The midurethral sling procedure has emerged as the gold standard surgery for stress urinary incontinence (SUI) since its development in the 1990s.1 However, worries regarding the use of polypropylene mesh for pelvic reconstructive surgery have expanded to include concerns regarding polypropylene's carcinogenic properties.2 The purported increased cancer risk in patients with a history of biomaterial implantation is largely based on animal research studies and case reports.3–7 In 2000, the International Agency for Research on Cancer determined that there was no evidence for carcinogenesis with the human use of synthetic implants.8 Thin, macroporous polypropylene mesh used for synthetic suburethral sling and prolapse repairs has negligible carcinogenic properties compared with solid implants used in animal studies.9 Thus, the carcinogenicity of macroporous polypropylene mesh used in pelvic reconstructive surgery is considered by many investigators to be extremely low because of the physical form of the most commonly used pelvic floor mesh implants. This conclusion is, however, poorly substantiated, which has given rise to uncertainty and increasing concern that polypropylene mesh may give rise to cancer in the long term, although no human evidence supports this notion.10 The purpose of this long-term observational study was to determine whether there is any association between the implantation of synthetic polypropylene mesh slings for the treatment of SUI and risk of cancer utilizing well-characterized databases supported by the Swedish Board of Health and Welfare.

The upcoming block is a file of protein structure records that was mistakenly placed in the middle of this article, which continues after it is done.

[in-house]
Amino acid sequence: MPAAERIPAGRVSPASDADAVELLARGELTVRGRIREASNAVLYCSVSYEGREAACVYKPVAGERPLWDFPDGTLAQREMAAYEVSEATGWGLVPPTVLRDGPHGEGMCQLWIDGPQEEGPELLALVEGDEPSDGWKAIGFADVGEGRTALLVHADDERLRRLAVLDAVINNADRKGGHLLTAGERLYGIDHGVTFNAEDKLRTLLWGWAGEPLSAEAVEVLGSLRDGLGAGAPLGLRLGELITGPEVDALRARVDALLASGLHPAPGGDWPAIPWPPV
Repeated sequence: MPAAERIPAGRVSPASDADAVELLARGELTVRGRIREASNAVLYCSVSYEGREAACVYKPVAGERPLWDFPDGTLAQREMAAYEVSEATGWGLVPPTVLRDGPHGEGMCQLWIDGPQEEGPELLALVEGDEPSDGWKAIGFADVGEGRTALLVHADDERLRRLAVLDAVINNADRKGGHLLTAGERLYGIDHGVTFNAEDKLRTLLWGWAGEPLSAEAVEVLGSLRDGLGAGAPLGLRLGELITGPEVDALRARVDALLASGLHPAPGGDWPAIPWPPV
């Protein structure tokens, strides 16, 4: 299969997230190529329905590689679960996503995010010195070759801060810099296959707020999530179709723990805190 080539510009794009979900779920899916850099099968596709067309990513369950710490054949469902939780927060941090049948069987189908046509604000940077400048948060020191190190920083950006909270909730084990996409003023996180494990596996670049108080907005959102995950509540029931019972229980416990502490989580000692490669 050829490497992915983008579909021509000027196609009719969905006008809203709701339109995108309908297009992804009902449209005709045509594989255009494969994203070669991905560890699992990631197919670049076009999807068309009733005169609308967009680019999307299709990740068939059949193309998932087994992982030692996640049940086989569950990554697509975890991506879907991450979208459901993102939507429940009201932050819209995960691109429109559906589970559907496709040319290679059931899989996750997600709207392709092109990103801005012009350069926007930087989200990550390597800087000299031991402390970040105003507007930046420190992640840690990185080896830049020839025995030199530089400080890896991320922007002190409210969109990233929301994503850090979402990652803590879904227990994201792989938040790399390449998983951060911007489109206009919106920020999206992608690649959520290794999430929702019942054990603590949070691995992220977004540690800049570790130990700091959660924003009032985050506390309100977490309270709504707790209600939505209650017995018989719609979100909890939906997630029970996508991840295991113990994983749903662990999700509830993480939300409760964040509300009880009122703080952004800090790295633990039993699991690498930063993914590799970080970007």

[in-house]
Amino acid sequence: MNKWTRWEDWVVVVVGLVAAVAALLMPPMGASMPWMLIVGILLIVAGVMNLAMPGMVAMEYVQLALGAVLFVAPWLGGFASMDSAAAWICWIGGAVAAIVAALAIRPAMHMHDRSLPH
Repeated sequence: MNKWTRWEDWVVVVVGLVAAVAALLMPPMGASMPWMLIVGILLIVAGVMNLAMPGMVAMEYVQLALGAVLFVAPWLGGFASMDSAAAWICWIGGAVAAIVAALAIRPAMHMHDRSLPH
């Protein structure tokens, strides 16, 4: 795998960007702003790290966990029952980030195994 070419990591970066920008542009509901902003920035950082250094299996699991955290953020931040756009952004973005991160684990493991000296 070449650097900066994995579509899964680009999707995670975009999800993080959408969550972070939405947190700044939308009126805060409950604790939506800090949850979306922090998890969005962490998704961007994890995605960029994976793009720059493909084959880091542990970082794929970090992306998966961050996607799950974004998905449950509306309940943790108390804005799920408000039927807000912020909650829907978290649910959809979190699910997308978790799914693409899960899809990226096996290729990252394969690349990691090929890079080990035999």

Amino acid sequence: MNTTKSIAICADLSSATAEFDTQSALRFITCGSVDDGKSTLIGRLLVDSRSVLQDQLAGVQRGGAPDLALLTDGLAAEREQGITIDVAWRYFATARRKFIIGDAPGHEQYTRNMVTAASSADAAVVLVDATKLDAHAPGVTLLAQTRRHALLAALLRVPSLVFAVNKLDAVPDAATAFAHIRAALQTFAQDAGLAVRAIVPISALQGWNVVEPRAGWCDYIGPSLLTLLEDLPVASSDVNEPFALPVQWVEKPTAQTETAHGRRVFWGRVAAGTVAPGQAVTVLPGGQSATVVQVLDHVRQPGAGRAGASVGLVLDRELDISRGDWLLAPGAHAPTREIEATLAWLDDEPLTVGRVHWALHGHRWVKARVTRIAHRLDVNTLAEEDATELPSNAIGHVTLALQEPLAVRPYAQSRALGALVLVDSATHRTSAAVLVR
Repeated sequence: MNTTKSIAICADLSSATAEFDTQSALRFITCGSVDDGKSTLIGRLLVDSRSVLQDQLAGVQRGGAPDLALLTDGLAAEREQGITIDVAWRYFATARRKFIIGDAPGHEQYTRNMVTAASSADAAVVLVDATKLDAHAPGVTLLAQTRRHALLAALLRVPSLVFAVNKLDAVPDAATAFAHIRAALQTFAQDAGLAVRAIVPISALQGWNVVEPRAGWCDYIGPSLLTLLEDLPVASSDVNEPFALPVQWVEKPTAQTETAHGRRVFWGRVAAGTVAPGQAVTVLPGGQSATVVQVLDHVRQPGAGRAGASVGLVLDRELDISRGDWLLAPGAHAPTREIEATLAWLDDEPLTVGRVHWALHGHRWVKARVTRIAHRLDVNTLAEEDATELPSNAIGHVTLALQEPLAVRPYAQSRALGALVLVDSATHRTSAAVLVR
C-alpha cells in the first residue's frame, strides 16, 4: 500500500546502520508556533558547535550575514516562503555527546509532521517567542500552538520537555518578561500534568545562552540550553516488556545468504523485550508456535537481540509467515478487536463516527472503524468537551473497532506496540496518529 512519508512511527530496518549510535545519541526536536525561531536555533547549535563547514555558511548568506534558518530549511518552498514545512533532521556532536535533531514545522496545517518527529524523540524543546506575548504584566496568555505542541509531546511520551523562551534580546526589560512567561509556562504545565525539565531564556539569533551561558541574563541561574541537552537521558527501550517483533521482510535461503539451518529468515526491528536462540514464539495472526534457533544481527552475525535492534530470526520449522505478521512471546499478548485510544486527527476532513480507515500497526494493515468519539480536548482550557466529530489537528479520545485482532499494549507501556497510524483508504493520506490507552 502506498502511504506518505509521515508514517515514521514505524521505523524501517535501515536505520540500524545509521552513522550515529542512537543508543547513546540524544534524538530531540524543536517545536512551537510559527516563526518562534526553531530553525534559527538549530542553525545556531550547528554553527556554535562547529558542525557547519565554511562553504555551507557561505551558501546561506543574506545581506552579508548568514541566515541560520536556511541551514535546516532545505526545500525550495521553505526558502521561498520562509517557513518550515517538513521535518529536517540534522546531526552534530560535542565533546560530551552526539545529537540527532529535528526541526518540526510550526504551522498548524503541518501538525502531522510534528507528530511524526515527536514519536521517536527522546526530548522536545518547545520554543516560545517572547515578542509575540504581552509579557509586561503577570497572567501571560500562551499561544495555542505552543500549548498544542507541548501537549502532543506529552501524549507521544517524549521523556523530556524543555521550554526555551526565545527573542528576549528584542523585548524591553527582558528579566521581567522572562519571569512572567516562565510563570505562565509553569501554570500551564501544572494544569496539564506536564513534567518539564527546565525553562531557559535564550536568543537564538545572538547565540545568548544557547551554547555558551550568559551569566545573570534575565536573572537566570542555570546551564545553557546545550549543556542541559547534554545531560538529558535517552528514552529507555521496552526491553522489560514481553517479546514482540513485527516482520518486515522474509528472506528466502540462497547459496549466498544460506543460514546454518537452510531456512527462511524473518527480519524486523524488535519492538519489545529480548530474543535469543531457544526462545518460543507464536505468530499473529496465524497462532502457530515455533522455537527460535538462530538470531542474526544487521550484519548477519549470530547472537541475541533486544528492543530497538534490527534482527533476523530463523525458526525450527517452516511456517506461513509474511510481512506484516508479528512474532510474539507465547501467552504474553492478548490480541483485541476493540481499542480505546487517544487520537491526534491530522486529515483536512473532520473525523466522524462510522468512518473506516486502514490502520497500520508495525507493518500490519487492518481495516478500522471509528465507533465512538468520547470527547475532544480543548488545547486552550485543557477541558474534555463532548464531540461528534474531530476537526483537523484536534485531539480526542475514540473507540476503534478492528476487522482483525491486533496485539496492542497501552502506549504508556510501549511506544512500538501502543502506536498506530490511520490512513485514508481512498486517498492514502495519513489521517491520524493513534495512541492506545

MATERIALS AND METHODS
This cohort study used independently and prospectively collected data from nationwide health care registers supervised by the Swedish Board of Health and Welfare (http://www.socialstyrelsen.se/english). Register linkage based on the individually unique national registration number, assigned to all nationals at birth or immigration, was used to ascertain unambiguous information on exposures and outcomes. Exposed women were identified using the Swedish Inpatient Register, which contains data on individual hospital discharges including date and discharge diagnoses according to the International Classification of Diseases (ICD), 7th and 10th Revisions, as well as operation codes according to the Swedish Classification of Operations and Major Procedures. The register has a less than 1% yearly loss to registration and correct coding for surgical procedures is achieved in 98% of cases.11
Incident cases of primary cancer were identified in the Swedish Cancer Register. The register, which includes histologically verified incident cancers, is more than 95% complete and is uniformly classified according to ICD, 7th Revision. Using national registration numbers, all individual records were also linked with The Cause of Death Register, the Swedish Medical Birth Register, the Swedish Education Register, and the Population Register. The study was approved by the Research Ethics Committee at Karolinska Institutet, Stockholm, Sweden, and conforms to the STrengthening the Reporting of OBservational studies in Epidemiology (STROBE) guidelines for reporting observational studies (www.strobe-statement.org).